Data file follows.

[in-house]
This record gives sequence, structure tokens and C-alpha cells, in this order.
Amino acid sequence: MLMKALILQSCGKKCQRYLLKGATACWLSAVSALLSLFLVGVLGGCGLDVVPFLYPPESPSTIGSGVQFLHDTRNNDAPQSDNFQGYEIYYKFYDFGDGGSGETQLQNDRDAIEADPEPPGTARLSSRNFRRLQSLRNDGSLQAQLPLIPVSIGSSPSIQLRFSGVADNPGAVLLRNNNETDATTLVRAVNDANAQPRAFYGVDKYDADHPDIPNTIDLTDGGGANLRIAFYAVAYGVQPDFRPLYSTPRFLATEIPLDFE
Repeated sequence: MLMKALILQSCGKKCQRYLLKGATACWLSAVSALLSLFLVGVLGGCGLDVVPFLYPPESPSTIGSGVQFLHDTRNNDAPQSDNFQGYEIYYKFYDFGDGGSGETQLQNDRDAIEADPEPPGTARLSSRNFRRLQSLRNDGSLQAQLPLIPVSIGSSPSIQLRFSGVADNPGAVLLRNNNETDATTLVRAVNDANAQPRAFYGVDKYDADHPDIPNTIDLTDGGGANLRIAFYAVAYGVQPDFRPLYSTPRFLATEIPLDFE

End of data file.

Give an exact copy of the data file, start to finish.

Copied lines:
[in-house]
This record gives sequence, structure tokens and C-alpha cells, in this order.
Amino acid sequence: MLMKALILQSCGKKCQRYLLKGATACWLSAVSALLSLFLVGVLGGCGLDVVPFLYPPESPSTIGSGVQFLHDTRNNDAPQSDNFQGYEIYYKFYDFGDGGSGETQLQNDRDAIEADPEPPGTARLSSRNFRRLQSLRNDGSLQAQLPLIPVSIGSSPSIQLRFSGVADNPGAVLLRNNNETDATTLVRAVNDANAQPRAFYGVDKYDADHPDIPNTIDLTDGGGANLRIAFYAVAYGVQPDFRPLYSTPRFLATEIPLDFE
Repeated sequence: MLMKALILQSCGKKCQRYLLKGATACWLSAVSALLSLFLVGVLGGCGLDVVPFLYPPESPSTIGSGVQFLHDTRNNDAPQSDNFQGYEIYYKFYDFGDGGSGETQLQNDRDAIEADPEPPGTARLSSRNFRRLQSLRNDGSLQAQLPLIPVSIGSSPSIQLRFSGVADNPGAVLLRNNNETDATTLVRAVNDANAQPRAFYGVDKYDADHPDIPNTIDLTDGGGANLRIAFYAVAYGVQPDFRPLYSTPRFLATEIPLDFE